by Kaitlin Madden
August 30, 2010
Many studies over the past few years have shown that workplace friendships increase productivity, team morale and workers’ overall job satisfaction; and since friends provide us with support, comic relief and a sense of belonging, it seems only natural that having friends at the office makes work more pleasant.
Yet despite the many benefits, experts advise that workplace friendships should be handled with care, given that they combine workers’ personal and professional lives.
"Workplace friendships can be a double-edged sword," says Irene Levine, a professor of psychiatry at New York University School of Medicine and author of TheFriendshipBlog.com.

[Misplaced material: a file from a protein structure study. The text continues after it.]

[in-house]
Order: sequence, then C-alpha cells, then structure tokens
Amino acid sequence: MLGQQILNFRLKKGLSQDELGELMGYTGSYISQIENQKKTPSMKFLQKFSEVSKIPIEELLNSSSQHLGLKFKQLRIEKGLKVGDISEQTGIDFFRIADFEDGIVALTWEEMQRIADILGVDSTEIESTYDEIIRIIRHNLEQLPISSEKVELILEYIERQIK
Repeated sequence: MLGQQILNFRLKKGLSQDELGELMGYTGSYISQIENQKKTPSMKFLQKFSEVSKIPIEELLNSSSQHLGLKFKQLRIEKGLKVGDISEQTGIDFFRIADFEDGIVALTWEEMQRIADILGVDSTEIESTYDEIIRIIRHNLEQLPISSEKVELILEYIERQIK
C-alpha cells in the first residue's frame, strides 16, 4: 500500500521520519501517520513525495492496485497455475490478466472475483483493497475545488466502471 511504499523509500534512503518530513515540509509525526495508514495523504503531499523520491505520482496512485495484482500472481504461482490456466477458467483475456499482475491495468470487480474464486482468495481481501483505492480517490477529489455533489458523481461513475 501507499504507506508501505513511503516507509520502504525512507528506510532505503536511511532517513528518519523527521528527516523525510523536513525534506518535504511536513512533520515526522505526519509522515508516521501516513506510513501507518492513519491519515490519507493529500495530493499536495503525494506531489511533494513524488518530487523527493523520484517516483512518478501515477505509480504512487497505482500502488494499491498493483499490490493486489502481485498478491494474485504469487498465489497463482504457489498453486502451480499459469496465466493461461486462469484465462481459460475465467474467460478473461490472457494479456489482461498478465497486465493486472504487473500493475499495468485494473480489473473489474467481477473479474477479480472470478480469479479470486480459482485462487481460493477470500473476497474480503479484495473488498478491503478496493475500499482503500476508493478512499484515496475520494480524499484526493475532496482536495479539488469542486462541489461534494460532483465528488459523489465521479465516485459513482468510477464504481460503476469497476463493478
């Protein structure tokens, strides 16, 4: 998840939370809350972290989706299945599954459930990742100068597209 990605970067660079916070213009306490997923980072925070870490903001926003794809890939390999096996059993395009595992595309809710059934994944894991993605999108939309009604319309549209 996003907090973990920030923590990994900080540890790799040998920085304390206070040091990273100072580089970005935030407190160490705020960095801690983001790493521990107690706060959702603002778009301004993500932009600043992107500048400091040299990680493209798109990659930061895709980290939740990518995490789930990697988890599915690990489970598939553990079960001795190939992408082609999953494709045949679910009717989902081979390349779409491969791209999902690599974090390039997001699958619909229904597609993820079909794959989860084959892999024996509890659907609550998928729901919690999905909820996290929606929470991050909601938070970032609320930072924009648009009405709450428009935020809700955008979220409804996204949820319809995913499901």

"Whether they are good or bad depends on the individuals and their roles. While relationships with colleagues can enhance creativity and job satisfaction, they should be approached with some caution. Some friendships fall apart and can make it very difficult to face your ex-friend each time you pass in the hall."
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